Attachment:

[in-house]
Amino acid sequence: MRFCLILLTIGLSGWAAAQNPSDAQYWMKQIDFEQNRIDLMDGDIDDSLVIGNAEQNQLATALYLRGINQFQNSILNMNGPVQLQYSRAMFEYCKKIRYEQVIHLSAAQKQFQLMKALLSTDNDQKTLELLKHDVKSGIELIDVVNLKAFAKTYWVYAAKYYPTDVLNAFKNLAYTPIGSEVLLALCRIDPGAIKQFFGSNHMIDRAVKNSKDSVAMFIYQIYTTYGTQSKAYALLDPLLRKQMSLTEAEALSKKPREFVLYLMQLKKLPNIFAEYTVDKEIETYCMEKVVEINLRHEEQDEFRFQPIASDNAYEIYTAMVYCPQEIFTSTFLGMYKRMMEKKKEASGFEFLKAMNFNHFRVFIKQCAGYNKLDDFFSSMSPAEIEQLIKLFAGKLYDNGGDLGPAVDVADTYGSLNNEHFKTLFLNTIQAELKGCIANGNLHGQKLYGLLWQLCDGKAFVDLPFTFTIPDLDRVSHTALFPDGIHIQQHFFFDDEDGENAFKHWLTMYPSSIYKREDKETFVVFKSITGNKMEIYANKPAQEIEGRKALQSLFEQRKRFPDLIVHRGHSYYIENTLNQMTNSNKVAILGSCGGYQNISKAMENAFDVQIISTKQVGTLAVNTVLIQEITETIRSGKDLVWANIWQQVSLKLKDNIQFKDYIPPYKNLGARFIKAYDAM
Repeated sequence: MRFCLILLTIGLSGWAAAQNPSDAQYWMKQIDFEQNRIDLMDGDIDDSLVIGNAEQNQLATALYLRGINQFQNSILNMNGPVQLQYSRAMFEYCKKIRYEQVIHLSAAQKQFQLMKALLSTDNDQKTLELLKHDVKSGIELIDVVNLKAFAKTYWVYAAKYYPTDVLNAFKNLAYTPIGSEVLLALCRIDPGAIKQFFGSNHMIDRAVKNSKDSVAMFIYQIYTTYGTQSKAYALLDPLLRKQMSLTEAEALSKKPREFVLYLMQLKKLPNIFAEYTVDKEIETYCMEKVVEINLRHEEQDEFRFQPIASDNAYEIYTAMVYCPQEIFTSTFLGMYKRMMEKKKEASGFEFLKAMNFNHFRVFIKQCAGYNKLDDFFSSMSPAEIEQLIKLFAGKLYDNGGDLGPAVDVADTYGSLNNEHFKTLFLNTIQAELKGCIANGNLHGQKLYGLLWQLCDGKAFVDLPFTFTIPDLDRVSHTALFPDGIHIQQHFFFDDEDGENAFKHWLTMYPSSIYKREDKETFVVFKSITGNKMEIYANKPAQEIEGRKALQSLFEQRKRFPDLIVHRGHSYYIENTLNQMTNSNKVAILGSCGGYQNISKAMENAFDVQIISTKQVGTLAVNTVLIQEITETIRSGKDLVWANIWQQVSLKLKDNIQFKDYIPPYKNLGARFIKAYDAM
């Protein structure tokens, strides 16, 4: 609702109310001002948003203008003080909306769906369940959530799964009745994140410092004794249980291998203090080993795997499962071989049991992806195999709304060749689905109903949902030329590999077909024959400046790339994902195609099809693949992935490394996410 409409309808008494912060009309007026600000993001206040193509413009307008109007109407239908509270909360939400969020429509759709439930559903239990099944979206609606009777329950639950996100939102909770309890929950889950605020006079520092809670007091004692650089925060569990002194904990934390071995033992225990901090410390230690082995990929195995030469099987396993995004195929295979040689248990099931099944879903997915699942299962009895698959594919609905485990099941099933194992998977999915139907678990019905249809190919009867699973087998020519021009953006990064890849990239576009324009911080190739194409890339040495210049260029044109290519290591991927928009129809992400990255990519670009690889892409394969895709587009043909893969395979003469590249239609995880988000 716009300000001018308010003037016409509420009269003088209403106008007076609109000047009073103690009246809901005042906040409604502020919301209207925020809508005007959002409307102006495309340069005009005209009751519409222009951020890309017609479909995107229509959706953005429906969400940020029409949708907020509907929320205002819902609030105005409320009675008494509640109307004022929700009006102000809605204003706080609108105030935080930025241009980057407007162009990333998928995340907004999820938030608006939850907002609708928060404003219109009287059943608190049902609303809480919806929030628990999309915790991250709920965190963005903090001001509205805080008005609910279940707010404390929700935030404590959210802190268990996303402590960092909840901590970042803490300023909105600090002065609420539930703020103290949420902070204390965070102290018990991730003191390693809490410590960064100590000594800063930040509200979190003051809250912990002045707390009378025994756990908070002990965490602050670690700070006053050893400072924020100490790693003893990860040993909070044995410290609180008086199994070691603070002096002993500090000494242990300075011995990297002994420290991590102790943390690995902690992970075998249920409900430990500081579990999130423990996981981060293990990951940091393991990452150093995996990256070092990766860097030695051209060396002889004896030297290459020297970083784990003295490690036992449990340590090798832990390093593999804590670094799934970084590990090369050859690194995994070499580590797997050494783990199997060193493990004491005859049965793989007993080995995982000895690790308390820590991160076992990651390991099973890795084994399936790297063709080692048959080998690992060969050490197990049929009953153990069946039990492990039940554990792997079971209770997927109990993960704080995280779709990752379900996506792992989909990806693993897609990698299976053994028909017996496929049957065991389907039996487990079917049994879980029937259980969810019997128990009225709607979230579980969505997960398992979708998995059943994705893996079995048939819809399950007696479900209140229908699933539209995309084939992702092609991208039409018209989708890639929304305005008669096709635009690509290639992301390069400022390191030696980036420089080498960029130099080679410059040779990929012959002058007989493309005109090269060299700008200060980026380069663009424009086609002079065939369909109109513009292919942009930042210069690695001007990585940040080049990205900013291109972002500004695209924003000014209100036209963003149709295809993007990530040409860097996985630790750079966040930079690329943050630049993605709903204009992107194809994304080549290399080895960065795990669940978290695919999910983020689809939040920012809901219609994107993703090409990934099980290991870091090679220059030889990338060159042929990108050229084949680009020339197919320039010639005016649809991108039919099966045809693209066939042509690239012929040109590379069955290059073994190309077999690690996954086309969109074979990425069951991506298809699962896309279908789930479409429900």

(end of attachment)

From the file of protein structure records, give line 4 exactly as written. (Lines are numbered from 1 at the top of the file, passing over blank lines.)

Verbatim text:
């Protein structure tokens, strides 16, 4: 609702109310001002948003203008003080909306769906369940959530799964009745994140410092004794249980291998203090080993795997499962071989049991992806195999709304060749689905109903949902030329590999077909024959400046790339994902195609099809693949992935490394996410 409409309808008494912060009309007026600000993001206040193509413009307008109007109407239908509270909360939400969020429509759709439930559903239990099944979206609606009777329950639950996100939102909770309890929950889950605020006079520092809670007091004692650089925060569990002194904990934390071995033992225990901090410390230690082995990929195995030469099987396993995004195929295979040689248990099931099944879903997915699942299962009895698959594919609905485990099941099933194992998977999915139907678990019905249809190919009867699973087998020519021009953006990064890849990239576009324009911080190739194409890339040495210049260029044109290519290591991927928009129809992400990255990519670009690889892409394969895709587009043909893969395979003469590249239609995880988000 716009300000001018308010003037016409509420009269003088209403106008007076609109000047009073103690009246809901005042906040409604502020919301209207925020809508005007959002409307102006495309340069005009005209009751519409222009951020890309017609479909995107229509959706953005429906969400940020029409949708907020509907929320205002819902609030105005409320009675008494509640109307004022929700009006102000809605204003706080609108105030935080930025241009980057407007162009990333998928995340907004999820938030608006939850907002609708928060404003219109009287059943608190049902609303809480919806929030628990999309915790991250709920965190963005903090001001509205805080008005609910279940707010404390929700935030404590959210802190268990996303402590960092909840901590970042803490300023909105600090002065609420539930703020103290949420902070204390965070102290018990991730003191390693809490410590960064100590000594800063930040509200979190003051809250912990002045707390009378025994756990908070002990965490602050670690700070006053050893400072924020100490790693003893990860040993909070044995410290609180008086199994070691603070002096002993500090000494242990300075011995990297002994420290991590102790943390690995902690992970075998249920409900430990500081579990999130423990996981981060293990990951940091393991990452150093995996990256070092990766860097030695051209060396002889004896030297290459020297970083784990003295490690036992449990340590090798832990390093593999804590670094799934970084590990090369050859690194995994070499580590797997050494783990199997060193493990004491005859049965793989007993080995995982000895690790308390820590991160076992990651390991099973890795084994399936790297063709080692048959080998690992060969050490197990049929009953153990069946039990492990039940554990792997079971209770997927109990993960704080995280779709990752379900996506792992989909990806693993897609990698299976053994028909017996496929049957065991389907039996487990079917049994879980029937259980969810019997128990009225709607979230579980969505997960398992979708998995059943994705893996079995048939819809399950007696479900209140229908699933539209995309084939992702092609991208039409018209989708890639929304305005008669096709635009690509290639992301390069400022390191030696980036420089080498960029130099080679410059040779990929012959002058007989493309005109090269060299700008200060980026380069663009424009086609002079065939369909109109513009292919942009930042210069690695001007990585940040080049990205900013291109972002500004695209924003000014209100036209963003149709295809993007990530040409860097996985630790750079966040930079690329943050630049993605709903204009992107194809994304080549290399080895960065795990669940978290695919999910983020689809939040920012809901219609994107993703090409990934099980290991870091090679220059030889990338060159042929990108050229084949680009020339197919320039010639005016649809991108039919099966045809693209066939042509690239012929040109590379069955290059073994190309077999690690996954086309969109074979990425069951991506298809699962896309279908789930479409429900």